Aircraft mechanics are indispensable to our country’s military and commercial aircraft industries. If you know someone who lives in Massachusetts and served aboard a Navy carrier or airbase, worked at an Air Force Base, airport, or manufacturing facility, their work environment likely subjected them to significant asbestos exposure. Most of their time may have been spent in shops and hangars where they likely also worked next to other tradesmen as they maintained and repaired equipment containing hazardous asbestos materials. Shepard O’Donnell was one of the first firms to aggressively pursue aviation defendants in asbestos lawsuits, and as a result, we have developed specific experience in this area.

Our clients include: Former Navy aviation mechanics on aircraft carriers or a land base repairing planes for their squadron, Army air corp personnel in Vietnam, US Air Force mechanics and pilots, commercial airline mechanics, personal aircraft mechanics, and pilots for models such as Cessna, Piper, Beech, and others.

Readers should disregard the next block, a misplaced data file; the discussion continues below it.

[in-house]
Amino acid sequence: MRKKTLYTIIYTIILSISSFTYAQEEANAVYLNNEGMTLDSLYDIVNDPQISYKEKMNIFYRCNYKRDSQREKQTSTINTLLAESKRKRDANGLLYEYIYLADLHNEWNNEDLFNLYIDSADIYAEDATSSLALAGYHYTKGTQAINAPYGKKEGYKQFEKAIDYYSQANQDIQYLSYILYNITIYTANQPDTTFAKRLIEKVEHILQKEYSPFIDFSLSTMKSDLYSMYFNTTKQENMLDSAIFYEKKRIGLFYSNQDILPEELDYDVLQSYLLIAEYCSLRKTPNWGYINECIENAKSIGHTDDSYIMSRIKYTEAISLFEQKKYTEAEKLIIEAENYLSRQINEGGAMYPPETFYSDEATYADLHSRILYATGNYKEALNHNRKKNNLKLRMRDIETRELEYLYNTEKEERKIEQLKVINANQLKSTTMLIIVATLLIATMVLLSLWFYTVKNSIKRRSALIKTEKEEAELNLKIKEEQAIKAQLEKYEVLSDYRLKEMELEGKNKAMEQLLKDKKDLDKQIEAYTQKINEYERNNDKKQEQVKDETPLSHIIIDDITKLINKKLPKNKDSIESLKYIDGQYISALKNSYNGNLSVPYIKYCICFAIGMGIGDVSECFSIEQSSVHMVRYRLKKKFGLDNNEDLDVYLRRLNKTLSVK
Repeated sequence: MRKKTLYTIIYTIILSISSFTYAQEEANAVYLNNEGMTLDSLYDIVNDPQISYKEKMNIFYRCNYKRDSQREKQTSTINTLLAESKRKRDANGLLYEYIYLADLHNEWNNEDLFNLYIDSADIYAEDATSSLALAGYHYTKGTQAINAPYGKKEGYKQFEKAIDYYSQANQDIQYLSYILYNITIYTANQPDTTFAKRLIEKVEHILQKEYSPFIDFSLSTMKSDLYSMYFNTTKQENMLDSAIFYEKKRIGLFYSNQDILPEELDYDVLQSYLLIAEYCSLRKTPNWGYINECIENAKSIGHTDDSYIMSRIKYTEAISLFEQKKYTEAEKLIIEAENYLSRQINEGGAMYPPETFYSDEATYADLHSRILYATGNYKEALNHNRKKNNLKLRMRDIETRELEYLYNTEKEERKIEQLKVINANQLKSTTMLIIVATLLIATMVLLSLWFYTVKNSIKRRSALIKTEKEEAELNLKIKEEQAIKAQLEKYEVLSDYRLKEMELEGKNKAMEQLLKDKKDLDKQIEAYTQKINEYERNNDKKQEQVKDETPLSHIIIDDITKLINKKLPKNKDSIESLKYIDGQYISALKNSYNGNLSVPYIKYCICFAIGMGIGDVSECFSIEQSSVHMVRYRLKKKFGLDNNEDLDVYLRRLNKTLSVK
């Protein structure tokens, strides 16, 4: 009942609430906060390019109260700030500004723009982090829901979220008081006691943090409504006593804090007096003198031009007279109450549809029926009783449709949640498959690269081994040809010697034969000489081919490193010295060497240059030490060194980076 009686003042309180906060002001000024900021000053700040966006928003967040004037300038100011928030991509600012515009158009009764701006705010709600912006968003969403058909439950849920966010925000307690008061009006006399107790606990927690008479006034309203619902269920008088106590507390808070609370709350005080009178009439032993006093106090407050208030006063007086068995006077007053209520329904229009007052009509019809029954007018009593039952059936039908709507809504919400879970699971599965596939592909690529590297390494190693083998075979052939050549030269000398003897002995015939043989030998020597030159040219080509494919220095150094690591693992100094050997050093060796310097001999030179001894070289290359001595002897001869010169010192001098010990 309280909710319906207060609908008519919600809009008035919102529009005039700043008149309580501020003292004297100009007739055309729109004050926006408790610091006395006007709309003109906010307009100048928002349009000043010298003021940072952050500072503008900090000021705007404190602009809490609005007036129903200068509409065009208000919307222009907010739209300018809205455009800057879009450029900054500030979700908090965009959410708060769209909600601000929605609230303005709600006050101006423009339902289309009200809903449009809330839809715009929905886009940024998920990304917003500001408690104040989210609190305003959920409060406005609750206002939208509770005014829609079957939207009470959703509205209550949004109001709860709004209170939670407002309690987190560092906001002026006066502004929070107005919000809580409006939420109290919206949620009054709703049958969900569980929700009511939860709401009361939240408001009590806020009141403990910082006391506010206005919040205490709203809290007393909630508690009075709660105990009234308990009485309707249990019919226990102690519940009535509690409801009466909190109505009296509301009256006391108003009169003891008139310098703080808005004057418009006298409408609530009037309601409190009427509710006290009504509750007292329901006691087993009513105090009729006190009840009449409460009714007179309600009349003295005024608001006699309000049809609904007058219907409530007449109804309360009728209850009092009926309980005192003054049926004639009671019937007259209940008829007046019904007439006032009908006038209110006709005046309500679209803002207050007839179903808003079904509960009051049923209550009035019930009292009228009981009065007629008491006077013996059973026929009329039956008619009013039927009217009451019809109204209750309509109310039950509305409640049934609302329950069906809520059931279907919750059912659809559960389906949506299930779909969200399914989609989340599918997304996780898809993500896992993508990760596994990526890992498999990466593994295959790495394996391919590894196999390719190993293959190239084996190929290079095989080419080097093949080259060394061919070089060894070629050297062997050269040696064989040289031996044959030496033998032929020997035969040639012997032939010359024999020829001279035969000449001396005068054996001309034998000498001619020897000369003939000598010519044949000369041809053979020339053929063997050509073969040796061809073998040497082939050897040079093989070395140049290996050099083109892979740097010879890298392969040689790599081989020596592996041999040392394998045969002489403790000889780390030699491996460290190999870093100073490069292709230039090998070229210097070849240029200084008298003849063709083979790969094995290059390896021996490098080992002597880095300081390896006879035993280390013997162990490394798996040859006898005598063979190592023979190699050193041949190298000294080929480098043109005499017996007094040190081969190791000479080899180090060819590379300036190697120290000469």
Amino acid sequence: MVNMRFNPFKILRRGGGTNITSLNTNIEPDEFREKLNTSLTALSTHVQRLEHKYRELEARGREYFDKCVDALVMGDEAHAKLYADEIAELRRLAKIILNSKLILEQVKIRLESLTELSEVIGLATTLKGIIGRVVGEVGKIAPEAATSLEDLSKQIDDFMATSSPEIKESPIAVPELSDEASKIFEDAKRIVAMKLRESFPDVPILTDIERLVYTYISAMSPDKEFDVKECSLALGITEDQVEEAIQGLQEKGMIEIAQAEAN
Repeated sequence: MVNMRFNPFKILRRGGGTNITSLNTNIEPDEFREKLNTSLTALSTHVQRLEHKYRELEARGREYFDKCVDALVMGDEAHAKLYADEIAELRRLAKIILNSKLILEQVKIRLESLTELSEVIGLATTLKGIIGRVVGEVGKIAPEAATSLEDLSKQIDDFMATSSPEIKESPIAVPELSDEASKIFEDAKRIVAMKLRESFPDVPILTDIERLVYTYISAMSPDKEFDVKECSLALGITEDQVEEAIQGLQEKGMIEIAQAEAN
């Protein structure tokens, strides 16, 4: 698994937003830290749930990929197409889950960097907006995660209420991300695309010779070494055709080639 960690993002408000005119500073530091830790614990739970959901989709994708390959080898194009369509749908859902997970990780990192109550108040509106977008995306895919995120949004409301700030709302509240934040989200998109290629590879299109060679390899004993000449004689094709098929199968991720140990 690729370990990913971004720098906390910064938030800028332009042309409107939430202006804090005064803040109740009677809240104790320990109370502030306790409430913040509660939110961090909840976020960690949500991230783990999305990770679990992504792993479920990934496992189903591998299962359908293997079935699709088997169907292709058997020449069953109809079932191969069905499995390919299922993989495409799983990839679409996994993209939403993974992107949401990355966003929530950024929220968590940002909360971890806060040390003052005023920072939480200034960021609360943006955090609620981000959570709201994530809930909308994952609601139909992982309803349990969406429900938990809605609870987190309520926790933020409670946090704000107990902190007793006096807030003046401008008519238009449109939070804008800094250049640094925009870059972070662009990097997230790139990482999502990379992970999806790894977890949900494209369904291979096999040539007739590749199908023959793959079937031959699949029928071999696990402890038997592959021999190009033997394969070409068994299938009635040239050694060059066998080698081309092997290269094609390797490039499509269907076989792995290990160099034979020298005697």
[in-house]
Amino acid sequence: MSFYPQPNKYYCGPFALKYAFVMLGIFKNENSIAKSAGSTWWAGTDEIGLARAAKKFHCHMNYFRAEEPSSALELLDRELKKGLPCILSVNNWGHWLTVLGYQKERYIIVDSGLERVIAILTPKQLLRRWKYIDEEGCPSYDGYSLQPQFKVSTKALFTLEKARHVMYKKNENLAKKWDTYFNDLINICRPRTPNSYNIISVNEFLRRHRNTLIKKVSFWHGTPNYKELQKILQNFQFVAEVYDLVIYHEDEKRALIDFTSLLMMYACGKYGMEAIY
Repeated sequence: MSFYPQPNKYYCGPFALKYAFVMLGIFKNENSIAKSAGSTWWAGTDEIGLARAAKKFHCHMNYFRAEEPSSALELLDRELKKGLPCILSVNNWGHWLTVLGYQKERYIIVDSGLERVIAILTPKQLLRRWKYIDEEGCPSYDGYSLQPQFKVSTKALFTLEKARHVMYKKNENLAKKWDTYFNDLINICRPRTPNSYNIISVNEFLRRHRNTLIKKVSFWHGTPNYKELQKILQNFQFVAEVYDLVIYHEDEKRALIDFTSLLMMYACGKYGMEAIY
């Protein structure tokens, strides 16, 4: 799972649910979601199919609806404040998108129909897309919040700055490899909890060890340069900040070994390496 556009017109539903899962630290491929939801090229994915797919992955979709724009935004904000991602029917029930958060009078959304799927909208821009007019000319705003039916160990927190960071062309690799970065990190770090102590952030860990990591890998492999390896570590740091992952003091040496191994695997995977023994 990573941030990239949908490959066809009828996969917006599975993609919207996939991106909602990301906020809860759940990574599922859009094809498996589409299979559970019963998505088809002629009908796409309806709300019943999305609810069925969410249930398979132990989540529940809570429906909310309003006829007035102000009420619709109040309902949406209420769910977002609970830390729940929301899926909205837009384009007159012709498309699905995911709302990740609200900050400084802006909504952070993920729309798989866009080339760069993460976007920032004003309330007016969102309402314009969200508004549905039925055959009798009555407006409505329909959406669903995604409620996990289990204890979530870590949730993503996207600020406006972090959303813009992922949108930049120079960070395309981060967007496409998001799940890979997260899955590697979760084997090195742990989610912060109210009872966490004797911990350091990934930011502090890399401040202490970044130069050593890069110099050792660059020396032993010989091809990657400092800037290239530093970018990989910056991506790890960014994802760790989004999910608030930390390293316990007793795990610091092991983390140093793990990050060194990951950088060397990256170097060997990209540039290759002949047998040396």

Please note that anyone currently working on an aircraft manufactured before the 1990s is at risk of exposure to asbestos products.

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How Were They Exposed?

Aircraft mechanics were often exposed through the following materials:

  • Brake pads and brake assemblies
  • Gaskets
  • Insulation around engines, electrical components, and other high-heat areas
  • Reciprocating engine valve cover gaskets and accessory gaskets
  • Jet engine insulation and gaskets
  • Clamps for fluid, hydraulic, and air lines
  • Fire shields, fire walls, and insulation

If you or a loved one worked as an aircraft mechanic in Massachusetts and has developed mesothelioma contact us for a free case evaluation to learn whether you might be entitled to compensation. Shepard O’Donnell has successfully litigated hundreds of asbestos-related cases, often resulting in life-changing verdicts or settlements for our clients.